One company that seems to have an effective rule policy is Microsoft Corporation, who has adopted a strategy showing a close resemblance to Tom Burns’ ‘organic type of organisation’. This ‘organic type’ describes an organisation with continual adjustment and redefinition of individual tasks, and with interaction and communication emphasised rather than orders stemming down a hierarchy characterised by strict formal rules (Pugh and Hickson, 1997). What Microsoft tries to do, is to allow many small project teams and team-members considerable autonomy and responsibility, with just a few rigid rules that enforce a high degree of coordination and communication. At the same time, the projects rely on rigid discipline at a few key points to make sure that teams coordinate their work (Cusumano, 1997). This shows how an organisation with a minimum of bureaucratic rules and regulations still can maintain rationality and legitimacy in its operations.

In conclusion, this paper has shown that some sets of formal rules are necessary to maintain control and coordination in larger organisations. However, depending on the quantity and quality of rules applied, the result on efficiency and effectiveness may vary. Whether the rules are considered legitimate and rational depends on various other factors such as the organisation’s internal culture and informal environment. Formal rules alone will not make an organisation more effective and efficient if these are by-passed.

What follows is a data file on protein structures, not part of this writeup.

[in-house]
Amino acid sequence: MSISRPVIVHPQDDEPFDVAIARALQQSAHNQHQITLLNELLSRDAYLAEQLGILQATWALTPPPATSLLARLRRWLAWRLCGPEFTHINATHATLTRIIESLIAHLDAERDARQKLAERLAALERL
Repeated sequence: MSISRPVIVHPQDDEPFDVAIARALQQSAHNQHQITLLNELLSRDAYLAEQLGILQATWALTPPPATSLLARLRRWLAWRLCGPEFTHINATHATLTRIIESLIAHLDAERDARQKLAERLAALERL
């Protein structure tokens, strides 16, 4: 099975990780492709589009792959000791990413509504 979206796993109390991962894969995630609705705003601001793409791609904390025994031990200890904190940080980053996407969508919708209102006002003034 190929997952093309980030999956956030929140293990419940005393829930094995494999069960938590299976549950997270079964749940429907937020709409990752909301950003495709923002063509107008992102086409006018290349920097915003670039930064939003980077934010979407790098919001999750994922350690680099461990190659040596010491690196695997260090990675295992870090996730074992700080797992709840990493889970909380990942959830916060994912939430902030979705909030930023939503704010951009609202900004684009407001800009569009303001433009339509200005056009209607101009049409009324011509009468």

Any reproduction or distribution of this text is prohibited without express permission by the authors. Please contact peter@engholm.nu for permission or further information.

 

REFERENCES:

Blau, P. M. & Meyer, M. W. (1995). Bureaucracy in Modern Society, 3rd ed., New York: McGraw-Hill.

Cusumano, M. A. (1997). “How Microsoft makes large teams work like small teams”, Sloan Management Review, Fall 1997, pp. 9-19.

Gouldner, A. W. (1967). “On Weber’s analysis of bureaucratic rules”. In R. K. Merton (Ed.) Reader in Bureaucracy, 2nd ed, pp. 48-51.

McNeil K. (1978). “Understanding organizational power: building on the Weberian legacy”, JNL: Administrative Science Quarterly, Vol 23.

Merton, R. K. (1968). “Bureaucractic structure and personality”, Social theory and social structure, 3rd ed., New York: Free Press, pp. 252-253.

Mouzelis, N. P. (1975). Organisation and bureaucracy: An analysis of modern theories,
London: Routledge & Kegan, Ch.2.

Peter, L. J. (1985). Why things go wrong, New York: William Morrow and Company Inc, pp. 43-44.

Pugh, D. S. & Hickson, D. J. (1997). Writers on organizations, 5th ed., Thousand Oaks: Sage Publications, pp. 46-49.